The thing about the stock market is…you have to be in it for the long haul. Even if the market is tanking, keep contributing. This is when you can buy up lots of stocks for cheap, so when the market finally rebounds (even if it takes several decades) you’re in the position to make some serious chop. Just think, long term. Not day trading, or even decade trading. If you start when you’re young, the market will surly have grown over four decades, and you can retire wealthy.

Loans or mortgages: First, don’t get one if you can help it. Shakespeare said, “Neither a borrower nor a lender be.”  The Bible says that the borrower is a slave to the lender. But if you really must get a loan, which most people will end up doing at least a few times in their lives (car, school, house), be smart about it. If you have a good credit score (from paying bills on time, etc.) you can qualify for a good (low) interest rate. Make sure you get one that has no pre-payment penalty on it. That way, you can pay extra principal on it if you want to, with no worries.

Once you reach 21% equity in your house, you can drop the PMI (private mortgage insurance) that you have been paying every month. This will get you an extra (for us) $35 a month that you can add to your Principal payment.

Always pay the minimum payments on all of your loans. Then, pay as much as you can afford on the one with the smallest amount in it. For example: you have three loans, $2000 ($50 payment), $8,000 ($150 payment), and $35,000 ($400 payment). Pay the $2000 loan off first. Then, when you are finished with that one, add the $50 to your next smallest loan so that you can put down $200 towards the $8,000 loan. When that’s done, you can add the $200 to the $400 for a $600 payment. If you do it this way, you will see progress much sooner than if you just focus on the loan with the highest interest rate. Dave Ramsey calls this the Snowball method because it grows as it gathers momentum. Using rough estimates, I figure we can pay off our $64,000 of debt in 6 years. This is not including chunks that we plan to slap down from our previously mentioned savings account.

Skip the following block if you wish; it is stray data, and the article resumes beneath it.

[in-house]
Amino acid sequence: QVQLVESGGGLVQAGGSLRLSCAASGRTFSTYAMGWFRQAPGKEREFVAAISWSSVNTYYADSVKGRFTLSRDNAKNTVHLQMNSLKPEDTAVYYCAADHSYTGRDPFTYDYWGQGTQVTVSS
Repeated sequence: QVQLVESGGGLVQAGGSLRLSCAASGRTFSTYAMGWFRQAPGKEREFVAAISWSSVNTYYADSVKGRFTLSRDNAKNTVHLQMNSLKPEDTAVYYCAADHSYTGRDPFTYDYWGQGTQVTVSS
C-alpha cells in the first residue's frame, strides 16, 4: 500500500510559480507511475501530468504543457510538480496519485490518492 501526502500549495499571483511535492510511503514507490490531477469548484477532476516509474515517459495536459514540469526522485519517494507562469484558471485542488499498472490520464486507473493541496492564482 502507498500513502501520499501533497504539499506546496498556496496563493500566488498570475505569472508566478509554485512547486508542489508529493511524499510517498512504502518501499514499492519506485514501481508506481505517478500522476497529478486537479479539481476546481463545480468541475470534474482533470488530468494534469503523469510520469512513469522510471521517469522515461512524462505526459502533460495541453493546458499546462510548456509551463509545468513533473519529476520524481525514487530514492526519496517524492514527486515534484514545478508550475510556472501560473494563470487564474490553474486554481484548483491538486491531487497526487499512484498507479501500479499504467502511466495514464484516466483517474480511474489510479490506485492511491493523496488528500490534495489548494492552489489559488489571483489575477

Credit Cards: No. That’s it. No. They are off limits. If there’s an emergency and you need cash…well that’s what your six month emergency savings account is for.

Insurance: A higher deductible will mean lower monthly fees.

For homeowners/ renters insurance, walk around and take picture of all your most expensive things. Also keep a list with all their serial numbers and purchase price. This will help if there’s ever a burglary of fire.

Taxes: Use free software to do your taxes yourself. A local news channel did an experiment and found that people who paid a tax professional $90 got the same refund when they spent a couple hours online doing it themselves for free. (One person got an extra dollar, but they spent ninety to get it). Speaking of refunds, you should try not to get one. Adjust your exemptions on your W-4 form at your job so that you break even at the end of the year. This way, you get to use more of your own money throughout the year and don’t give the government an interest-free loan with your money.

Life: Simply put: live below your means. If the most you can afford is a $300,000 house, do NOT buy a $300,000 house. buy a $50,000 house. Otherwise, if something goes wrong (like a job layoff), you are already at your threshold and can’t afford the payments. Hello foreclosure.

If you can deal with only having one car to share between two people, do it. If you can live without internet at home because you get it free from your job or school, do it. Get movies from the library for free, don’t rent them at $5 a pop. If you live close to where you work, ride a bike instead of drive. That way you save on gas money and get in shape too. (No gym fees either.) If you have a yard, grow your own food. This is rewarding on many levels, one of which is that your grocery bill goes down. Just try to really distinguish between needs, and wants.